It might seem a trifle uncouth to make fun of the dark ages for being relatively unenlightened about medieval health practices.
After all, it’s kind of in the name.
“Dark. Dark, no light,” as Arthur Dent might observe.
Still, when presented with a potion of boar’s gall, or a poultice of goat’s bladder, you might start to question whether all this was really (a) necessary and (b) likely to work, no matter how uneducated you were!
Most people went ahead with received wisdom anyway. So imagine being subjected to these medieval health practices.
Top 4 Weirdest Medieval Health Practices
Dwale, despite its lame name (it’s actually pronounced “dwaluh”, not “dwayle”, but it’s still fairly lame), was a brutal concoction. Made of substances such as hemlock, henbane, and opium, it was prescribed as a general anesthetic – general in the sense of, “eh, anything will do!”.
It certainly worked, in those patients who’d been given hemlock did tend to go to sleep…
…they just didn’t generally wake up again later!
3. Just Push It, Push It Real Good
This was the solution for a large number of medieval health practices.
Did you have cataracts? Push that sucker right into the back of the eye!
Hemorrhoids? Push it!
Broken leg? Push it!
Well, actually, that’s a fair point.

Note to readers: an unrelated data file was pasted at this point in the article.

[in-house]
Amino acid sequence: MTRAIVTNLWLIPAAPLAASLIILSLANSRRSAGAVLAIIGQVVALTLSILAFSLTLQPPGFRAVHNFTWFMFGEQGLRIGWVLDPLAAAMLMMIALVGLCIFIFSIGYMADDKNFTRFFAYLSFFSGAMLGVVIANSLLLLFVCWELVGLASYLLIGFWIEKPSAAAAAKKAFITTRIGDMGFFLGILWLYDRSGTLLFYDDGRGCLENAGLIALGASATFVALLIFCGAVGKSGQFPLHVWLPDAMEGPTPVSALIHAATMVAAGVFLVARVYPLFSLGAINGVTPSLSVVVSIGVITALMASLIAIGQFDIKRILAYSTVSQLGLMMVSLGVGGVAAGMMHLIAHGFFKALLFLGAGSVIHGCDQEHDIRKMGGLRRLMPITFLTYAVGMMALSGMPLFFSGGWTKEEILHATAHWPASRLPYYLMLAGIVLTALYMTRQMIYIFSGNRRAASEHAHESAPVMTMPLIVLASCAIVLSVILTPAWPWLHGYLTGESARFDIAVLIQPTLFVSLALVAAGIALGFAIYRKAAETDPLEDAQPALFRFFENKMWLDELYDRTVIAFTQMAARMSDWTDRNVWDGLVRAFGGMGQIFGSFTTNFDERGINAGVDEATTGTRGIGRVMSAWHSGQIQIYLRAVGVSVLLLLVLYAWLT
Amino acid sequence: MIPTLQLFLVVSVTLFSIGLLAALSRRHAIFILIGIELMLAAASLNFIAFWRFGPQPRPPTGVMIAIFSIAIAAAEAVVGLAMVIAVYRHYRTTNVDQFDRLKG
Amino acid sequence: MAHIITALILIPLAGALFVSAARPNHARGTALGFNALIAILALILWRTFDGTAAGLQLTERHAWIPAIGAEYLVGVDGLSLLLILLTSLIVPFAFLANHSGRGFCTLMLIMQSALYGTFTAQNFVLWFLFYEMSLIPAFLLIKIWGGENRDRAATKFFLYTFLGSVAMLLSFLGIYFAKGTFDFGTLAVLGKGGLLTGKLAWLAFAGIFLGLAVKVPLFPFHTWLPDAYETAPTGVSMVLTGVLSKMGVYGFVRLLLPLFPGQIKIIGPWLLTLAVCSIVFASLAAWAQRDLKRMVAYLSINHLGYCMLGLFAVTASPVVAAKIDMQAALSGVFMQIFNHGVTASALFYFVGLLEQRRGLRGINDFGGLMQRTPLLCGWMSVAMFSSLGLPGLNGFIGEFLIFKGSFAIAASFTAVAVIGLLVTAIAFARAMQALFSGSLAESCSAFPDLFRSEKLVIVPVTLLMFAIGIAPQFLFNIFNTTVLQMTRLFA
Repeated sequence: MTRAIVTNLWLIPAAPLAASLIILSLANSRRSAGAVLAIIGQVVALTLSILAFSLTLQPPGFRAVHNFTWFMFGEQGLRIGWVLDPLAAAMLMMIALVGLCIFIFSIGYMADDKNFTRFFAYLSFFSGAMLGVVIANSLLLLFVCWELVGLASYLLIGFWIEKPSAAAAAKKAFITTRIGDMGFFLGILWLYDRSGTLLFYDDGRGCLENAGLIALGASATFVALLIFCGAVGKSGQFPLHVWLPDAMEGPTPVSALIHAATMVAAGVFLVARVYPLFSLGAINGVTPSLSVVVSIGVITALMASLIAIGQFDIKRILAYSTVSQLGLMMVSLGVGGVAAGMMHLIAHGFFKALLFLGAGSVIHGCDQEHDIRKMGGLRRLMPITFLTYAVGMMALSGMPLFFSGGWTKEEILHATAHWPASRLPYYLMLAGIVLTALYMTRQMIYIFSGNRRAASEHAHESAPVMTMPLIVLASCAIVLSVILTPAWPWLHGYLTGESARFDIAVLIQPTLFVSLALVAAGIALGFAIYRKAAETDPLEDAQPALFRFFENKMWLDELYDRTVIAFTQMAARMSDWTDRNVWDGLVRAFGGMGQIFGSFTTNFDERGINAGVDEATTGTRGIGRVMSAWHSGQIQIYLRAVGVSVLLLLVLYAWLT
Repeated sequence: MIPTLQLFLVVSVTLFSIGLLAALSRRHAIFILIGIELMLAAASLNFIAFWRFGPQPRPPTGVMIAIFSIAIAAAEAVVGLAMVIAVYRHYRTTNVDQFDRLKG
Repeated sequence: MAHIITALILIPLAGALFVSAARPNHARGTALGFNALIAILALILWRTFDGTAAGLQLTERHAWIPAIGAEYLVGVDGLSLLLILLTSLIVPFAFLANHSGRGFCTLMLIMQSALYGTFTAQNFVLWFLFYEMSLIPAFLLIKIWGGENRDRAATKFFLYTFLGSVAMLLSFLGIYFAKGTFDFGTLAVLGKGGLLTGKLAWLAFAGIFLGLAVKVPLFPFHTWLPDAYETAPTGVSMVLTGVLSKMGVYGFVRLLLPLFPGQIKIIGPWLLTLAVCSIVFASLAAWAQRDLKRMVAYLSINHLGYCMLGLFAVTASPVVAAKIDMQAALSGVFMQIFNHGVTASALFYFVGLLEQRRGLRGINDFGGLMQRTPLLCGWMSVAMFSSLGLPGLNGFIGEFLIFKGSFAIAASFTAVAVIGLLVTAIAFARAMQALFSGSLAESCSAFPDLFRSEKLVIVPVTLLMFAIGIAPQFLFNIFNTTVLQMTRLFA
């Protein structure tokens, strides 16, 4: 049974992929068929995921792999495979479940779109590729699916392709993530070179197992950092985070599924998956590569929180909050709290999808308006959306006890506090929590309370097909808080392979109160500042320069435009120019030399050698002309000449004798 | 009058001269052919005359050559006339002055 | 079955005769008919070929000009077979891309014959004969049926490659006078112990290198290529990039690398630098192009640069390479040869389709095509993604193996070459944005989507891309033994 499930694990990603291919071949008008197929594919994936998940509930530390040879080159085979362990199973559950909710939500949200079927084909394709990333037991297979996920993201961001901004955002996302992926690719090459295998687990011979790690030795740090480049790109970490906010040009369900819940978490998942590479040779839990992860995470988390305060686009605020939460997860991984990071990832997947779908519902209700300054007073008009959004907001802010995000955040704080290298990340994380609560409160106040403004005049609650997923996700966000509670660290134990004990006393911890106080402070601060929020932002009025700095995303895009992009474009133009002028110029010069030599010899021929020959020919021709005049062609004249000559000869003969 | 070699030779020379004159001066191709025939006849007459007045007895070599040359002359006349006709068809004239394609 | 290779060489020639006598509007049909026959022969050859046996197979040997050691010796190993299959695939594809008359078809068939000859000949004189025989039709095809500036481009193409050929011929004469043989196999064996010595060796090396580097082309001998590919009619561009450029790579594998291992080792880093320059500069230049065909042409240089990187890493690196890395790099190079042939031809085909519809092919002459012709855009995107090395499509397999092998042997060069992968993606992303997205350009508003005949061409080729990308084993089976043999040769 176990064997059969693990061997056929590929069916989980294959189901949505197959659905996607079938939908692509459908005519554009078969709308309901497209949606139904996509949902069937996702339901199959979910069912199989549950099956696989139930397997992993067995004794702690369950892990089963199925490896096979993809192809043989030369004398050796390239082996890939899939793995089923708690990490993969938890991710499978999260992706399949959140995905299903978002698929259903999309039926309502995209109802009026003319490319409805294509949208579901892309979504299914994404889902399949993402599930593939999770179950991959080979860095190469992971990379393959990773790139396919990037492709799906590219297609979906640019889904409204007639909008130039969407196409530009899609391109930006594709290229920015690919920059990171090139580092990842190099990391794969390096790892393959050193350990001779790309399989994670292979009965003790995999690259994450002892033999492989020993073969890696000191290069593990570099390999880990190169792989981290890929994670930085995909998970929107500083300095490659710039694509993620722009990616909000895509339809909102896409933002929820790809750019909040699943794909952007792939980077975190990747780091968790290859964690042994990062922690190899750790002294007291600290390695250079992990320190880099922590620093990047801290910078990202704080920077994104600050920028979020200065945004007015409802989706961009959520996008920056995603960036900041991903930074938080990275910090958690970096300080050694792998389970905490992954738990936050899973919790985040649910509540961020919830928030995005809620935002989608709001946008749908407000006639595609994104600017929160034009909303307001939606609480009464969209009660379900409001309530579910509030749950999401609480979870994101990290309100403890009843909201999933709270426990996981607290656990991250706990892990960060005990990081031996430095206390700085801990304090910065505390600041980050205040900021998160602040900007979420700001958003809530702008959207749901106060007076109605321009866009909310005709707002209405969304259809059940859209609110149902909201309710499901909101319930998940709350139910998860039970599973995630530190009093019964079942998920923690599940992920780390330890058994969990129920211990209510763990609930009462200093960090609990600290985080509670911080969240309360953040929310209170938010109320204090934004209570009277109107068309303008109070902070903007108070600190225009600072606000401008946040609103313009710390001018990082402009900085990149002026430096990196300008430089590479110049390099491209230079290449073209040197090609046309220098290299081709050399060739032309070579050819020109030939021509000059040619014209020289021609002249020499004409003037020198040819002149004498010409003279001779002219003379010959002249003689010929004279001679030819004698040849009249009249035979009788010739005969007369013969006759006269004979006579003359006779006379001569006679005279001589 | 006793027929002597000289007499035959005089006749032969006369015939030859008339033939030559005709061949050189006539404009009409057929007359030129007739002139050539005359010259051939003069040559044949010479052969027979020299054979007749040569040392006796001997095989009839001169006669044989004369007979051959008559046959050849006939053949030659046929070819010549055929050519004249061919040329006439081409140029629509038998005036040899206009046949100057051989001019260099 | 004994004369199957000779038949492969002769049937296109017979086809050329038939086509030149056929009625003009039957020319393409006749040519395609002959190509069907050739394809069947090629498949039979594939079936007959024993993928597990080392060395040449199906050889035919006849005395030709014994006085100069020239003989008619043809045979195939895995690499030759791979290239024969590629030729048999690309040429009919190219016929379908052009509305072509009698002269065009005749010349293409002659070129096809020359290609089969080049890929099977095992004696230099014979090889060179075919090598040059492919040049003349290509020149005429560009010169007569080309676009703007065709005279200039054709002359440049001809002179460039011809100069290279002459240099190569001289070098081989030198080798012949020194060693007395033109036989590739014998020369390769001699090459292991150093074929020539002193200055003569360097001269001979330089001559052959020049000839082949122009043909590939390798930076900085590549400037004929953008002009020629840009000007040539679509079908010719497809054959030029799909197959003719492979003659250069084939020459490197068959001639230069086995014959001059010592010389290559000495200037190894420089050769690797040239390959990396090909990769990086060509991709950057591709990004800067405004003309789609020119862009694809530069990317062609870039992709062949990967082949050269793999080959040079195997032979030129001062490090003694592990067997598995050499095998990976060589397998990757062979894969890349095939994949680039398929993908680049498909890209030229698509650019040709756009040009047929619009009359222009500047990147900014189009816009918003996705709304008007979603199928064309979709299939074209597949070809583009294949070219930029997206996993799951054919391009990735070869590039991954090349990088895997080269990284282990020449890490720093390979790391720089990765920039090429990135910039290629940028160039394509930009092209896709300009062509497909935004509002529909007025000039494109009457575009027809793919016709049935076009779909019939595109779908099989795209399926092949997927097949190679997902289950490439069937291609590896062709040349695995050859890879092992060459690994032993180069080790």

A fair point that coincidentally leads into the next part of this list…
These days, what with all the water-births and soothing whale noises and lovely midwives who help you through every step of the process, childbirth is still an agonizing and scary experience for new mothers.
Have some sympathy, then, for medieval mothers-to-be, who would be told that they were likely to die, and encouraged to say their last rites! Not exactly a procedure designed to put you at ease…
If a baby happened to be positioned wrong, the high tech medieval solution was to shake the bed until it ended up the right way. No wonder childbirth mortality statistics were so high.
No, not the place where nuns live. At least, not nuns outside dodgy retro horror movies like Black Narcissus. You’re thinking of cloisters.
Clysters is much worse, so, naturally, it’s the only treatment that survived outside the medieval period and went on to become highly fashionable. In its day it was used as everything from an alternative to herbal acne treatment, to an attempted cure for the Black Death.
What was Clysters? A long hollow tube with a spoon on the end would be stuck in your bum, and water or bile would be injected into it. It was a fourteenth-century enema, and just as bad then as it would be now.
Many years later, King Louis the Fourteenth of France was reputed to have had a great many of the procedures that developed from clysters, some of them allegedly going on while court was still in process. Probably not what you’d expect to see!
Thank Goodness For Progress!
There was no single cause for the number of bizarre cures offered in the Dark Ages. Desperation and ignorance undoubtedly played a large part, but there must’ve been a fair few con artists and quacks laughing behind their sleeves as well.
All I can really say is, I’m glad I’m alive today – I’ll take modern medicine, whether mainstream or alternative, over the medieval health kind any day!